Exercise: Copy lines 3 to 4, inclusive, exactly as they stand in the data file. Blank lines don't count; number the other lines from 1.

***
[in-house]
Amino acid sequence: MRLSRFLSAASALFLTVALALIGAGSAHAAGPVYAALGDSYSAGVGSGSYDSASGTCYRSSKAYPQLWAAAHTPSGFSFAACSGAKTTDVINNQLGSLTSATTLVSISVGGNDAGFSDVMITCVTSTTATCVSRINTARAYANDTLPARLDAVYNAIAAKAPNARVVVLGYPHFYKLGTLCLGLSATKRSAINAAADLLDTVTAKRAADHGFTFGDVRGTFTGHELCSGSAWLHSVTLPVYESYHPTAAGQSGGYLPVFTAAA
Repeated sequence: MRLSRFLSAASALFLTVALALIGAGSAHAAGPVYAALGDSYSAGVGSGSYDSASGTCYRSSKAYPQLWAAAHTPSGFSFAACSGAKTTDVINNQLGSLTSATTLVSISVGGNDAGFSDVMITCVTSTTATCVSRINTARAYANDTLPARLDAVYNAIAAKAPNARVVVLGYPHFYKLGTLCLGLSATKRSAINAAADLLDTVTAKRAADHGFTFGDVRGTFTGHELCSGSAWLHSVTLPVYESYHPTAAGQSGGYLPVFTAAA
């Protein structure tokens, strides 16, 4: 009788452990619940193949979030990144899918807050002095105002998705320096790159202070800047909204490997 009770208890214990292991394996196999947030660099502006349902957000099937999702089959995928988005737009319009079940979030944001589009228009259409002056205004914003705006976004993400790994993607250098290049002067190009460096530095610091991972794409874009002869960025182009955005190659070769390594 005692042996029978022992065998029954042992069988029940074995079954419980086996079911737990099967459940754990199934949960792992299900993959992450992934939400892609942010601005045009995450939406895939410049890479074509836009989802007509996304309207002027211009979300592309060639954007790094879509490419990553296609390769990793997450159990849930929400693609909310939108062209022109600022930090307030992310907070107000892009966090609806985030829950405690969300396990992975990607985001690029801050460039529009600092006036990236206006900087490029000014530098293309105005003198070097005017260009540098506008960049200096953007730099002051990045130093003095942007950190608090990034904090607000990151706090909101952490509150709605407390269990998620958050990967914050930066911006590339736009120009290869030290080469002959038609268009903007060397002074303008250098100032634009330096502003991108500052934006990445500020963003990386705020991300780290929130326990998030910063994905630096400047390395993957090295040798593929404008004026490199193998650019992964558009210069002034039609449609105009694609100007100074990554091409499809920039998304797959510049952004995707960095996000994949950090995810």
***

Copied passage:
Repeated sequence: MRLSRFLSAASALFLTVALALIGAGSAHAAGPVYAALGDSYSAGVGSGSYDSASGTCYRSSKAYPQLWAAAHTPSGFSFAACSGAKTTDVINNQLGSLTSATTLVSISVGGNDAGFSDVMITCVTSTTATCVSRINTARAYANDTLPARLDAVYNAIAAKAPNARVVVLGYPHFYKLGTLCLGLSATKRSAINAAADLLDTVTAKRAADHGFTFGDVRGTFTGHELCSGSAWLHSVTLPVYESYHPTAAGQSGGYLPVFTAAA
């Protein structure tokens, strides 16, 4: 009788452990619940193949979030990144899918807050002095105002998705320096790159202070800047909204490997 009770208890214990292991394996196999947030660099502006349902957000099937999702089959995928988005737009319009079940979030944001589009228009259409002056205004914003705006976004993400790994993607250098290049002067190009460096530095610091991972794409874009002869960025182009955005190659070769390594 005692042996029978022992065998029954042992069988029940074995079954419980086996079911737990099967459940754990199934949960792992299900993959992450992934939400892609942010601005045009995450939406895939410049890479074509836009989802007509996304309207002027211009979300592309060639954007790094879509490419990553296609390769990793997450159990849930929400693609909310939108062209022109600022930090307030992310907070107000892009966090609806985030829950405690969300396990992975990607985001690029801050460039529009600092006036990236206006900087490029000014530098293309105005003198070097005017260009540098506008960049200096953007730099002051990045130093003095942007950190608090990034904090607000990151706090909101952490509150709605407390269990998620958050990967914050930066911006590339736009120009290869030290080469002959038609268009903007060397002074303008250098100032634009330096502003991108500052934006990445500020963003990386705020991300780290929130326990998030910063994905630096400047390395993957090295040798593929404008004026490199193998650019992964558009210069002034039609449609105009694609100007100074990554091409499809920039998304797959510049952004995707960095996000994949950090995810």